Ministry of Defence staff in the United Kingdom have reported 87 USB data-storage devices containing classified data lost or stolen since 2004.
Five such devices, all of which were reported lost rather than stolen, contained "secret" data, the second-highest level of UK government classified material, according to Defence minister Bob Ainsworth. Three of these losses occurred during 2008, up to 25 June.
Over the whole period, one device was lost containing material at the third-highest level: "confidential". None contained "top secret" information, the highest level.
Of the 81 containing "restricted" material, the lowest level of protective marking for classified data, 55 were stolen - 52 of these in 2006.
Ainsworth, in a written parliamentary answer on Wednesday, said that the figures were compiled as part of an investigation into all electronic media lost or stolen from the department.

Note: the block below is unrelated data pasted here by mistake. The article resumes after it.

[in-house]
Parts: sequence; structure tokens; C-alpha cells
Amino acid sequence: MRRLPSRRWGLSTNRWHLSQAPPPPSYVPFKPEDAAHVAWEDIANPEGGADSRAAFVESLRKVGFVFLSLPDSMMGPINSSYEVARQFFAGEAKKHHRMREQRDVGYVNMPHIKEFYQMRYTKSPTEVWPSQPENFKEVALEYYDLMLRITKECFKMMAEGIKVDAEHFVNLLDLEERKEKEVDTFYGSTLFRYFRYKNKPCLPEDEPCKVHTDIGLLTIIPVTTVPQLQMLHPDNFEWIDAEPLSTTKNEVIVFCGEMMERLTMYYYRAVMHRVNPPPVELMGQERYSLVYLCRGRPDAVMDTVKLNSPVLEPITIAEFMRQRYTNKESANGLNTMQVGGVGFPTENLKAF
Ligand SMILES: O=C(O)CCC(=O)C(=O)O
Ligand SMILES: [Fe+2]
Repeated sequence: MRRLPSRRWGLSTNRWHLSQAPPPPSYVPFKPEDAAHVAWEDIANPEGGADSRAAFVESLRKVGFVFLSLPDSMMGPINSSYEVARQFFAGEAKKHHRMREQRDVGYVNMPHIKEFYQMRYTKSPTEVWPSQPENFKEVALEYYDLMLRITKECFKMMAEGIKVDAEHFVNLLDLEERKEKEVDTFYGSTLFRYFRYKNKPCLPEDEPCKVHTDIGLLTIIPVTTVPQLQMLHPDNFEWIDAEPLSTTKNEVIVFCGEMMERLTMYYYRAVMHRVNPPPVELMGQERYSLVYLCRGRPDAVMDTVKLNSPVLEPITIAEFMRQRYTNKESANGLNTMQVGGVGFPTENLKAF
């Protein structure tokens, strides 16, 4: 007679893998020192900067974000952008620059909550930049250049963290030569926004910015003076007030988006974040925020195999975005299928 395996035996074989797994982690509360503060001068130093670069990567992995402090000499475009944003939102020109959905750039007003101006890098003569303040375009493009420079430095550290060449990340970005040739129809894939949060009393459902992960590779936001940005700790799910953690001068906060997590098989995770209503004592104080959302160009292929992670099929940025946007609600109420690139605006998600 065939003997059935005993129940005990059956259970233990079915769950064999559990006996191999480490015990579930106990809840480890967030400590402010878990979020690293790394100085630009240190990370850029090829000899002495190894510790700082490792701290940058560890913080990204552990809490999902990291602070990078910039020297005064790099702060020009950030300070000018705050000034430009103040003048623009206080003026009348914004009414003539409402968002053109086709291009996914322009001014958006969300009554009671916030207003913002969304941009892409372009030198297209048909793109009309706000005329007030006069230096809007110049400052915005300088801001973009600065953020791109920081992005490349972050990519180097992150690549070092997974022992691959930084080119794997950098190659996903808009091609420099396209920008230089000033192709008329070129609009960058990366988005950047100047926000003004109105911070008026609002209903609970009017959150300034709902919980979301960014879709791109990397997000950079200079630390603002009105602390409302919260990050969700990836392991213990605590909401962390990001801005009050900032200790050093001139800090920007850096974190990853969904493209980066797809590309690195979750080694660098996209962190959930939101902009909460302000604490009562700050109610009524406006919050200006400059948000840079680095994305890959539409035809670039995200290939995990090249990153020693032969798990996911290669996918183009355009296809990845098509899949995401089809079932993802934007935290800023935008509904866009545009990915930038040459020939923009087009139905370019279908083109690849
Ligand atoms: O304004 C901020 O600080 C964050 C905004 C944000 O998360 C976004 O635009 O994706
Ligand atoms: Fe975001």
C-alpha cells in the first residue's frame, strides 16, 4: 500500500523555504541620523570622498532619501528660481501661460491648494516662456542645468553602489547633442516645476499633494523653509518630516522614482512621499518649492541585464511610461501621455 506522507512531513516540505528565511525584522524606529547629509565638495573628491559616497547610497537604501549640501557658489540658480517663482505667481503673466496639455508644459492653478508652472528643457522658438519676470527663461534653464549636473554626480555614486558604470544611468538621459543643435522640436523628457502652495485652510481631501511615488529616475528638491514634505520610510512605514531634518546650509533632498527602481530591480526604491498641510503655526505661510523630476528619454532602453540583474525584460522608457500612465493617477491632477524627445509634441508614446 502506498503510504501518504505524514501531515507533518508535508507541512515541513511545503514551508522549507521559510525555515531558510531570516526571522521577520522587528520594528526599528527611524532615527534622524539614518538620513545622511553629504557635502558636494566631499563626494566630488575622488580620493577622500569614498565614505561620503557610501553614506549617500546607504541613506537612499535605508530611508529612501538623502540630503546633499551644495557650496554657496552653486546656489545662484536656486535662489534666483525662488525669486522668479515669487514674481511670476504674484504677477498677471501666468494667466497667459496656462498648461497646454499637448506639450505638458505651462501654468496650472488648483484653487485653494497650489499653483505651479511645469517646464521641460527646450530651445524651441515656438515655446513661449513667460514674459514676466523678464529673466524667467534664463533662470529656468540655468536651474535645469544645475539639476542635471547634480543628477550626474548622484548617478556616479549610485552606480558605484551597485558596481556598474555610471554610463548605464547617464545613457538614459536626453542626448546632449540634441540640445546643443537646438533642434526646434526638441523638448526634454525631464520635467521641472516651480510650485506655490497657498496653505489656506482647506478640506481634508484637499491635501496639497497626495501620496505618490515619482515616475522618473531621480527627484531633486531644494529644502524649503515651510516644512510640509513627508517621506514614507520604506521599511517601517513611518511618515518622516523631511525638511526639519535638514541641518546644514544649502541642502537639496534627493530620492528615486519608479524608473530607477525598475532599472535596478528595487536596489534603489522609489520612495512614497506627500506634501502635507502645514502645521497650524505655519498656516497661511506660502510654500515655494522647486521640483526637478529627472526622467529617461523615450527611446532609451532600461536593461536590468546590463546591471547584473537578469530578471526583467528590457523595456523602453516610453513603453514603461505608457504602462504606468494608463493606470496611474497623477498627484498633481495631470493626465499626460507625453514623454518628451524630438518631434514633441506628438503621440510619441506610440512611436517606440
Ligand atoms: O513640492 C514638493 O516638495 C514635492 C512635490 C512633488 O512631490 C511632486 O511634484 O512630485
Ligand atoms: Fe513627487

In total, the figures show that 121 memory devices were lost or stolen from the department since 2004, with 29 containing either non-classified data or no data at all, and five where the level of classification has not been determined.
The figures, broken down by year, show no devices lost or stolen in 2003, with 2006 the worst year in the period, with 56 devices disappearing. Last year saw just seven devices lost and one stolen, but this year, to 25 June, has seen 23 devices lost and three stolen.
Ainsworth also said that nine PDAs have been stolen and three lost from the department between 2003 and 25 June, 2008. Ainsworth was replying to parliamentary questions from MPs Sarah Teather, Liam Fox and Mark Hoban.
This article first appeared on Kablenet.com.